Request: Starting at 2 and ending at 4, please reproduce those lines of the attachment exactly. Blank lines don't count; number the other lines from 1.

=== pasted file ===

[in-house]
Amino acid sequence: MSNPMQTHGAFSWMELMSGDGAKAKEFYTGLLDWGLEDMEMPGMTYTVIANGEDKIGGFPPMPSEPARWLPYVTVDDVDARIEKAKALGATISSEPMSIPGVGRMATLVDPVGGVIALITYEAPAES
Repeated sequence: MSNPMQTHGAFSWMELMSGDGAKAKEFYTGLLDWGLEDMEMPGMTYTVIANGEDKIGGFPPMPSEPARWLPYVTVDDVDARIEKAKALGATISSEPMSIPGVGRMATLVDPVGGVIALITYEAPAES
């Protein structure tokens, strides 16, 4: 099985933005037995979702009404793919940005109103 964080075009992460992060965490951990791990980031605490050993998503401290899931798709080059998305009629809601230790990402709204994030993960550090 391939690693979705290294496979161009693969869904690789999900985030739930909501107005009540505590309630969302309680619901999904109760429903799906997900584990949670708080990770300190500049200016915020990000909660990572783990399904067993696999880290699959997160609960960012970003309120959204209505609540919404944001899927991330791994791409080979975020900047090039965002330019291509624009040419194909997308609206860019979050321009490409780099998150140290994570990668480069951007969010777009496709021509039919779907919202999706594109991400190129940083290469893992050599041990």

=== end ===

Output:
Amino acid sequence: MSNPMQTHGAFSWMELMSGDGAKAKEFYTGLLDWGLEDMEMPGMTYTVIANGEDKIGGFPPMPSEPARWLPYVTVDDVDARIEKAKALGATISSEPMSIPGVGRMATLVDPVGGVIALITYEAPAES
Repeated sequence: MSNPMQTHGAFSWMELMSGDGAKAKEFYTGLLDWGLEDMEMPGMTYTVIANGEDKIGGFPPMPSEPARWLPYVTVDDVDARIEKAKALGATISSEPMSIPGVGRMATLVDPVGGVIALITYEAPAES
């Protein structure tokens, strides 16, 4: 099985933005037995979702009404793919940005109103 964080075009992460992060965490951990791990980031605490050993998503401290899931798709080059998305009629809601230790990402709204994030993960550090 391939690693979705290294496979161009693969869904690789999900985030739930909501107005009540505590309630969302309680619901999904109760429903799906997900584990949670708080990770300190500049200016915020990000909660990572783990399904067993696999880290699959997160609960960012970003309120959204209505609540919404944001899927991330791994791409080979975020900047090039965002330019291509624009040419194909997308609206860019979050321009490409780099998150140290994570990668480069951007969010777009496709021509039919779907919202999706594109991400190129940083290469893992050599041990």